If you were expecting (and are disappointed not to see) 'Return of the Pro Loser' posted today as per the schedule you haven't been hanging around VFTD for very long, have you? Consistency is the hobgoblin of small minds. (And, no, that isn't a dungeons & dragons reference.) I make schedules meaning to keep to them but stuff happens and this is just a wee bit more topical at the moment. 'Return of the Pro Loser' will just get bumped to next week's schedule so you can breath a sigh of relief as you now have something to look forward to. Some more. Again.
Since the first "official" announcement about the coming .50 caliber solution was posted at P8ntballer--see, ' The Revolution Begins' below for the link--much of the dialogue has focused on the paintballs themselves and the unsubstantiated performance claims sorta being made. While all that is vaguely interesting (if you're a physics geek) I think it misses the point completely. I don't think it matters a whit if the small ball does exactly as claimed or not. (What matters is whether it's profitable for the manufacturers.)
Of late the biggest concern to both the industry and competitive leagues is a stagnant and/or declining player base from the heyday of a few short years ago. The blame has generally been assigned to cost (paintball is expensive and competitive paintball is even more expensive) and out-of-control rates of fire turning the basic game's fun factor into a fear factor. (Does the decline compare to the appearance of low-priced, high-performance markers?) Part of the latest response has been to cap ROF and steadily reduce that cap in order to encourage the use of lower limits across the board.
The GIMILSIM press release states, "The new era of 50 calibre paintball means cheaper paint for the paintballer, it means hundreds more paintballs in the loader, it means thousands more balls in your pots, it means a more accurate flight path, it means it shoots further and all this with the same marking characteristics as the original 68 caliber balls." Earlier in the press release the cost of participation is mentioned as an impediment to building the player base and seeing a healthy tourney environment restored. The idea being cheaper paint necessarily makes for cheaper paintball and more affordable paintball widens the potential player pool.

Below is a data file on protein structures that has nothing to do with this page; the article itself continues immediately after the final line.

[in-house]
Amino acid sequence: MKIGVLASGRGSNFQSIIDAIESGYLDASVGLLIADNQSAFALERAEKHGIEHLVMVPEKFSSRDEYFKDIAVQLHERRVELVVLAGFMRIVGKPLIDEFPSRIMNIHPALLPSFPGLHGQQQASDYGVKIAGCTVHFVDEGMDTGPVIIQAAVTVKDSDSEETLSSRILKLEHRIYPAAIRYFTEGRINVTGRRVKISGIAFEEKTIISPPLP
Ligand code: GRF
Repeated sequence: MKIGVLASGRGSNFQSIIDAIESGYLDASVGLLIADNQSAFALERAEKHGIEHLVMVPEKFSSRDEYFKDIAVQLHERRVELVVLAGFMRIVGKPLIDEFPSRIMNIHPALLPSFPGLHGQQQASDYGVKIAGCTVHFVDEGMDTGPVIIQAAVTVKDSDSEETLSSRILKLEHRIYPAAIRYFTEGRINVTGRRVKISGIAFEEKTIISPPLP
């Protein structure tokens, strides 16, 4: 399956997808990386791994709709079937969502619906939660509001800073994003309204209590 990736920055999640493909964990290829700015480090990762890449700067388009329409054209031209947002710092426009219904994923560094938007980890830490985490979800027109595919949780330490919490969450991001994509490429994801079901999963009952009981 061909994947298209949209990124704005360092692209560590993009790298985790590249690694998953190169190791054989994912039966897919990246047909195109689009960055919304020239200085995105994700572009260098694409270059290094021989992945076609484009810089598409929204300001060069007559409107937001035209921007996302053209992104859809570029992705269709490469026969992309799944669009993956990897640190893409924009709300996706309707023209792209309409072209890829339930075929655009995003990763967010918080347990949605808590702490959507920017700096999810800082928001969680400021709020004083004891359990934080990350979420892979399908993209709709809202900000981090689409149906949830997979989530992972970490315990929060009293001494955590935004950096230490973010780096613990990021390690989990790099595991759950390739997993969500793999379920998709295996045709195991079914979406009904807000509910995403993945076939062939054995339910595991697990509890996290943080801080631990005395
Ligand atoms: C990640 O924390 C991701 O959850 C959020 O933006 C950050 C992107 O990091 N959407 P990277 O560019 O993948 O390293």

Here is where my interest--and questions--begin. Isn't cheaper paint in some respects counterproductive to the whole ROF limitation idea? (I suspect the answer to that is cheaper needn't encourage the use of more paint but that's really just a dodge, isn't it? Even if it's true to some extent it's like putting a limit on ice cream sundaes and then announcing the price of ice cream is going down.)
But more than that is the claim of cheaper paint to the end user, the customer, you, the player. It doesn't necessarily follow even if production costs are reduced. Here's the dealio as it currently stands: big paint companies are struggling to make a profit in today's market. Keeping it simple there are 4 factors involved; cost (to produce & sell), price (to retailer), volume (of sales) and margin (profit per unit sold). What the manufacturers need is a margin in sufficient volume to make their current woes go away. Reduced cost would be a good start but it doesn't follow that all costs (or prices) throughout the system drop as well. Part of the answer to that would be in pinpointing where the real problem is for the manufacturers. Odds are it's a combination of the 4 factors complicated by the debt load a couple of them are carrying. What margin would be sufficiently profitable given the current volume of sales? Will the small ball provide that or more? The point is simply this: Cheaper to manufacture doesn't automatically translate into cheaper for you and I to buy.
Admittedly there is lots we don't yet know and there is no reason to pass premature judgment on the 50 cal small ball just yet but at the same time it's no time to swallow the hype either. Even if it proves to be a better paintball will Paintball's problems suddenly disappear? I doubt it.
And to close (for now) here's some additional almost-on-topic food for thought. A) Paint is as cheap as it's ever been for the average customer. B) The advent of Xball saw the volume use of paint go through the roof in competition. C) the average age of the typical Xball player is younger than ever. D) Older players have more disposable income. E) If the ROF restrictionists are correct does it really make sense to make greater volumes of paint available for less than is the current standard? (Assuming the small ball will actually be cheaper.)